First the Roche limit: where an extended body orbits too close to a massive object, the difference of attraction it feels between its different parts is stronger than its cohesion forces, and it explodes. As a consequence, satellites of giant planets survive only as rings below the Roche limit. And the outer boundary of Saturn’s rings is inner and very close to the Roche limit.

Now the Hill limit: it is the limit beyond which you feel more the attraction of the body you meet than the parent star you both orbit. This may result in being trapped around the large object (a giant planet), or more probably a strong deviation of your orbit. You could then become hyperbolic, and be ejected from the Solar System.

This paper

This study consists in backward numerical integrations of clones of Chariklo, i.e. you start with many fictitious particles (the authors had 35,937 of them) which do not interact with each others, but interact with the giant planets, and which are currently very close to the real Chariklo. Numerical integration over such a long timespan requires accurate numerical integrators, the authors used a symplectic one, i.e. which presents mathematical properties limiting the risk of divergence over long times. Why 1 Gyr? The mean timescale of survival (called here half-life, i.e. during which you lose half of your population) is estimated to be 10 Myr, so 1 Gyr is 100 half-lives. They simulated the orbits and also drew MEGNO maps, i.e. estimated the Lyapunov time with respect to the initial orbital elements of the particle. Not surprisingly, the lower the eccentricity, the more stable the orbit.

And the result is: Chariklo is in a zone of pretty stable chaos. Moreover, it is probably a Centaur since less than 20 Myr, and was a Trans-Neptunian Object before. This means that it was exterior to Neptune, while it is now interior. In a few simulations, Chariklo finds its origin in the inner Solar System, i.e. the Main Belt, which could have favored a cometary activity (when you are closer to the Sun, you are warmer, and your ice may sublimate), which could explain the origin of the rings. But the authors do not seem to privilege this scenario, as it supported by only few simulations.

What about the rings?

The authors wondered if the rings would have survived a planetary encounter, which could be a way to date them in case of no. But actually it is a yes: they found that the distance of close encounter was large enough with respect to the Hill and Roche limits to not affect the rings. So, this does not preclude an ancient origin for the rings… But a specific study of the dynamics of the rings would be required to address this issue, i.e. how stable are they around Chariklo?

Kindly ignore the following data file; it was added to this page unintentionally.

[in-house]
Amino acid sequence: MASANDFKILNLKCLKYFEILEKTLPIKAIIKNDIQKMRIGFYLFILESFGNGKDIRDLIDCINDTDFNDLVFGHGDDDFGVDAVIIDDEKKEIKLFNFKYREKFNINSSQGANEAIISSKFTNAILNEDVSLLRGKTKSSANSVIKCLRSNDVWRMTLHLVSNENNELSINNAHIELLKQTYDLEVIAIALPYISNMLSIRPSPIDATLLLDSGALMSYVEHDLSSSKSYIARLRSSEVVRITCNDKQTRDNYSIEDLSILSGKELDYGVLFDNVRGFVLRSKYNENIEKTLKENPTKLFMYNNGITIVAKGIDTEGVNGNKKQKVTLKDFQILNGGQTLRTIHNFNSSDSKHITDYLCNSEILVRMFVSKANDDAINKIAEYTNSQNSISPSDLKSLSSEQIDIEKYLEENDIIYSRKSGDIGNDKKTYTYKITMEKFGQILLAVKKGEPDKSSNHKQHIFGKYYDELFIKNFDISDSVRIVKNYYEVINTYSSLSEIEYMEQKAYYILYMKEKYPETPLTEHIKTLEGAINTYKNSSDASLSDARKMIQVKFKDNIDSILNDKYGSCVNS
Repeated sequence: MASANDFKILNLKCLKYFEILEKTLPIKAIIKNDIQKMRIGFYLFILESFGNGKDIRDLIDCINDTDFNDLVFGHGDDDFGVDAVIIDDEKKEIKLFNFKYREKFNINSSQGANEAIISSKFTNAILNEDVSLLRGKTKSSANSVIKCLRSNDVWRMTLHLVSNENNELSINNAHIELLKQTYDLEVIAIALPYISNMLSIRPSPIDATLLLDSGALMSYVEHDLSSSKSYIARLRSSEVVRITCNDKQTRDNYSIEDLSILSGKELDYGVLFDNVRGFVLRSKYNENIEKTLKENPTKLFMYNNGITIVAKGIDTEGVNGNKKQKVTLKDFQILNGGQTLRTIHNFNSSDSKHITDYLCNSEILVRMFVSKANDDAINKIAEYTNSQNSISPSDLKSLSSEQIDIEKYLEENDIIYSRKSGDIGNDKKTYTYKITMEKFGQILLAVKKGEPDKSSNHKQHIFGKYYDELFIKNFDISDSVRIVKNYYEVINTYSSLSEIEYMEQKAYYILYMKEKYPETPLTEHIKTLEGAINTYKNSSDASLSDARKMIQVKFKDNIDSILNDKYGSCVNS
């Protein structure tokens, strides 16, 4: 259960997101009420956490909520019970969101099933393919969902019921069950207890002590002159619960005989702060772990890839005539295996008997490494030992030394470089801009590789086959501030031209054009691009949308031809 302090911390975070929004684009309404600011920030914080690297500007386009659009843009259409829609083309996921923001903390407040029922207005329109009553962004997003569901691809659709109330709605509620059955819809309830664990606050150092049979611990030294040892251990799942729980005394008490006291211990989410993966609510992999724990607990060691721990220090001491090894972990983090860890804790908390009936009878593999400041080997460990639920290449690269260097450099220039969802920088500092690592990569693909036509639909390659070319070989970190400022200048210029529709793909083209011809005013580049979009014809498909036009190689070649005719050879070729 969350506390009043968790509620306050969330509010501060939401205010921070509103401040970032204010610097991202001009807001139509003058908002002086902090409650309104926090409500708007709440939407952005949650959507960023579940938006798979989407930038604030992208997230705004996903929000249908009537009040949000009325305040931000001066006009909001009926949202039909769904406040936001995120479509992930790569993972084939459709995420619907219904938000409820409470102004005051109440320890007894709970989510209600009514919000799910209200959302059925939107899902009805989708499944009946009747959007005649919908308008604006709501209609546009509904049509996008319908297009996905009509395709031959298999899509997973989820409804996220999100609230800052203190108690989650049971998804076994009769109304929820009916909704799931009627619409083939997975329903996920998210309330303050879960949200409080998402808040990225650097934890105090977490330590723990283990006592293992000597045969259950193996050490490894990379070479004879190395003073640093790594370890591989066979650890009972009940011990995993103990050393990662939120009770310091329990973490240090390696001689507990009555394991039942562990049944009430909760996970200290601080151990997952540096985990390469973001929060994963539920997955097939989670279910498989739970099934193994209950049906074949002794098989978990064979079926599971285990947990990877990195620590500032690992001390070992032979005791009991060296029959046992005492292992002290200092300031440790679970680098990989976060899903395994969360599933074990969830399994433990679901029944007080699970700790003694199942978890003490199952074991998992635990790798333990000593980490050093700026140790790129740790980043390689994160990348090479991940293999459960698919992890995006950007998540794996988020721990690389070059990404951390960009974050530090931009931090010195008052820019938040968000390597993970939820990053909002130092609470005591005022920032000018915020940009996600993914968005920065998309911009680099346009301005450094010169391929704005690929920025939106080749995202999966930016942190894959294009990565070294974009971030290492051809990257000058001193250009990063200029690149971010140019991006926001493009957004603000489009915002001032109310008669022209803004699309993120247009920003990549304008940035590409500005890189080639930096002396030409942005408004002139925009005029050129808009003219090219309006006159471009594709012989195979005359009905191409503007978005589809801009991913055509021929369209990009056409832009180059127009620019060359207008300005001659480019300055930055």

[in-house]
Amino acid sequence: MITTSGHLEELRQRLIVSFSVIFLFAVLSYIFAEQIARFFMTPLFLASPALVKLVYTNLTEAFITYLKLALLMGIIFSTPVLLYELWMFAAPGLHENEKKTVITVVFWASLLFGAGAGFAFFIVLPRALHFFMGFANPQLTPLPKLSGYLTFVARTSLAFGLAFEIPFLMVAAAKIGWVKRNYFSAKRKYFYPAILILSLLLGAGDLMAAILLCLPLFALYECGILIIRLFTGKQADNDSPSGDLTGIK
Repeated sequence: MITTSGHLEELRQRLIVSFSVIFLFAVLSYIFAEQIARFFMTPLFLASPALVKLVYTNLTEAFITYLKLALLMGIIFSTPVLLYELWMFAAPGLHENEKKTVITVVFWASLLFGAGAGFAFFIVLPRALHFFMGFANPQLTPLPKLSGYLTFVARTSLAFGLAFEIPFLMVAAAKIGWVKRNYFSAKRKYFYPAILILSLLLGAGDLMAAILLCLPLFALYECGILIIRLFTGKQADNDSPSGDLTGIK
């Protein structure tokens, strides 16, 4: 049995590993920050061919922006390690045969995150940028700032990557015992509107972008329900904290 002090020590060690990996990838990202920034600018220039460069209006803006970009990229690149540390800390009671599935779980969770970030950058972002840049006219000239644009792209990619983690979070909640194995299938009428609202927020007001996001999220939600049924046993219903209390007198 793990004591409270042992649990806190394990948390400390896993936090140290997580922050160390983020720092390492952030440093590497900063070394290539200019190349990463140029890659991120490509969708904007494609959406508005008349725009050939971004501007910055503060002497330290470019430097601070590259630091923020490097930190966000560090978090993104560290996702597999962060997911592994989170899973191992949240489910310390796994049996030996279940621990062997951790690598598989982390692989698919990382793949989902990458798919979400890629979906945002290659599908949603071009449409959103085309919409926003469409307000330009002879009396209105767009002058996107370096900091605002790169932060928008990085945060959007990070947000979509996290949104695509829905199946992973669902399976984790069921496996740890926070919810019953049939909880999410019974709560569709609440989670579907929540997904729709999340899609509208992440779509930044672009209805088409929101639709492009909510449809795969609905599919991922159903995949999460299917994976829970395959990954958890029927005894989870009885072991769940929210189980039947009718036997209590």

To know more

And that’s it for today! Please do not forget to comment. You can also subscribe to the RSS feed, and follow me on Twitter and Facebook.

Forming the rings of Chariklo

Hi there! Today’s article is on the rings of the small planet Chariklo. Their origin is being discussed in Assessment of different formation scenarios for the ring system of (10199) Chariklo, by Mario Melita, René Duffard, Jose-Luis Ortiz and Adriano Campo Bagatin, which has recently been accepted for publication in Astronomy and Astrophysics.

The Centaur (10199)Chariklo

As a Centaur, (10199)Chariklo orbits around the Sun, between the orbits of Saturn and Uranus. It has been discovered in February 1997 thanks to the Spacewatch program, which was a systematic survey conducted at Kitt Peak National Observatory in
Arizona, USA. It orbits about the Sun in 63 years, has an orbital inclination of 23°, and an eccentricity of 0.17, which results in significant variations of its distance to the Sun. Moreover, it orbits close to the 4:3 mean-motion resonance with Uranus, which means that it performs 4 revolutions around the Sun while Uranus performs almost 3.

(10199)Chariklo is considered to be possibly a dwarf planet. A dwarf planet is not a planet, since the International Astronomical Union reserved this appellation for only 8 objects, but looks like one. As such, it is large enough to have a pretty spherical shape, with a mean radius of 151 km. It has a pretty fast rotation, with a period of 7 hours. Something unusual to notice: its equatorial section is almost circular (no problem), but its polar axis is the longest one, while it should be the shortest if Chariklo had been shaped by its rotational deformation.

The planetary rings

Everybody knows the massive rings of Saturn, which can be seen from the Earth with any telescope. These rings are composed of particles, which typical radius ranges from the centimeter to some meters. These particles are mostly water ice, with few contamination by silicates.
The spacecrafts Voyager have revealed us the presence of a tiny ring around Jupiter, mainly composed of dust. Moreover, Earth-based observations of Uranus and Neptune revealed rings in 1978 and 1984, respectively. We now know 13 rings for Uranus, which should be composed of submillimetric particles, and 5 rings for Neptune. Interestingly, one of the rings of Neptune, Adams, is composed of 5 arcs, i.e. 5 zones of surdensity, which seem to be pretty stable.

It is usually assumed that rings around a planet originate from the disruption of a small body, possibly an impactor. A question is : why do these rings not reaccrete into a new planetary body, which could eventually become a satellite of a planet? Because its orbit is above the Roche limit.